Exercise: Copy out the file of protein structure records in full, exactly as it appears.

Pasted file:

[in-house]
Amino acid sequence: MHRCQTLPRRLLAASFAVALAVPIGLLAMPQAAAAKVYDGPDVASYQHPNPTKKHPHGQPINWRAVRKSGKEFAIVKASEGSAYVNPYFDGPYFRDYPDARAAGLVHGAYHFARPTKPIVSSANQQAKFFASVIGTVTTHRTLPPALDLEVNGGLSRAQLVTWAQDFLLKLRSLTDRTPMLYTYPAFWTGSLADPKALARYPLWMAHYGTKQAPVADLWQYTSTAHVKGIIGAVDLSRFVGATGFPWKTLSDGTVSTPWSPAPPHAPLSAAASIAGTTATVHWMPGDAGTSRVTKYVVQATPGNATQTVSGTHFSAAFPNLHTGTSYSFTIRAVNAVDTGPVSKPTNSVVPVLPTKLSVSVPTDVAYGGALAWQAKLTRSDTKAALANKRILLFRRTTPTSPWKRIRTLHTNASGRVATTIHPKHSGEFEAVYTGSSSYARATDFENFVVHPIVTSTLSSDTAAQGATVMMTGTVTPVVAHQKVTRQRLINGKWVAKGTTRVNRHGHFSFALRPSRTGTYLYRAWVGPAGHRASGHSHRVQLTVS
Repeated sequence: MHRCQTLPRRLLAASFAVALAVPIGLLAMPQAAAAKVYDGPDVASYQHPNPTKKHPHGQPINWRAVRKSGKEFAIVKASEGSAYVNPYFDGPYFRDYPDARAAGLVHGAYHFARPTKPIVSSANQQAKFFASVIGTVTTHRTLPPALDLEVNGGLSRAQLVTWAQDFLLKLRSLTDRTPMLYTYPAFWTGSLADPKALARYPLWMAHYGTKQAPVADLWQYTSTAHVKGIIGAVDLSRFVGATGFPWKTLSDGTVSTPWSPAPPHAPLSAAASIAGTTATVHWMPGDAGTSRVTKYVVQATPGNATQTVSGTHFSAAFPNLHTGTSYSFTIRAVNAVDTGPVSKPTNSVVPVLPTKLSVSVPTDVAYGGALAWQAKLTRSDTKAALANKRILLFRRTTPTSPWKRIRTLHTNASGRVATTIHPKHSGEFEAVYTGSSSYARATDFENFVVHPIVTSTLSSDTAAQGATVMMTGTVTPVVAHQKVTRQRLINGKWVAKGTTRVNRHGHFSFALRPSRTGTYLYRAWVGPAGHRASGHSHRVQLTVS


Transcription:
[in-house]
Amino acid sequence: MHRCQTLPRRLLAASFAVALAVPIGLLAMPQAAAAKVYDGPDVASYQHPNPTKKHPHGQPINWRAVRKSGKEFAIVKASEGSAYVNPYFDGPYFRDYPDARAAGLVHGAYHFARPTKPIVSSANQQAKFFASVIGTVTTHRTLPPALDLEVNGGLSRAQLVTWAQDFLLKLRSLTDRTPMLYTYPAFWTGSLADPKALARYPLWMAHYGTKQAPVADLWQYTSTAHVKGIIGAVDLSRFVGATGFPWKTLSDGTVSTPWSPAPPHAPLSAAASIAGTTATVHWMPGDAGTSRVTKYVVQATPGNATQTVSGTHFSAAFPNLHTGTSYSFTIRAVNAVDTGPVSKPTNSVVPVLPTKLSVSVPTDVAYGGALAWQAKLTRSDTKAALANKRILLFRRTTPTSPWKRIRTLHTNASGRVATTIHPKHSGEFEAVYTGSSSYARATDFENFVVHPIVTSTLSSDTAAQGATVMMTGTVTPVVAHQKVTRQRLINGKWVAKGTTRVNRHGHFSFALRPSRTGTYLYRAWVGPAGHRASGHSHRVQLTVS
Repeated sequence: MHRCQTLPRRLLAASFAVALAVPIGLLAMPQAAAAKVYDGPDVASYQHPNPTKKHPHGQPINWRAVRKSGKEFAIVKASEGSAYVNPYFDGPYFRDYPDARAAGLVHGAYHFARPTKPIVSSANQQAKFFASVIGTVTTHRTLPPALDLEVNGGLSRAQLVTWAQDFLLKLRSLTDRTPMLYTYPAFWTGSLADPKALARYPLWMAHYGTKQAPVADLWQYTSTAHVKGIIGAVDLSRFVGATGFPWKTLSDGTVSTPWSPAPPHAPLSAAASIAGTTATVHWMPGDAGTSRVTKYVVQATPGNATQTVSGTHFSAAFPNLHTGTSYSFTIRAVNAVDTGPVSKPTNSVVPVLPTKLSVSVPTDVAYGGALAWQAKLTRSDTKAALANKRILLFRRTTPTSPWKRIRTLHTNASGRVATTIHPKHSGEFEAVYTGSSSYARATDFENFVVHPIVTSTLSSDTAAQGATVMMTGTVTPVVAHQKVTRQRLINGKWVAKGTTRVNRHGHFSFALRPSRTGTYLYRAWVGPAGHRASGHSHRVQLTVS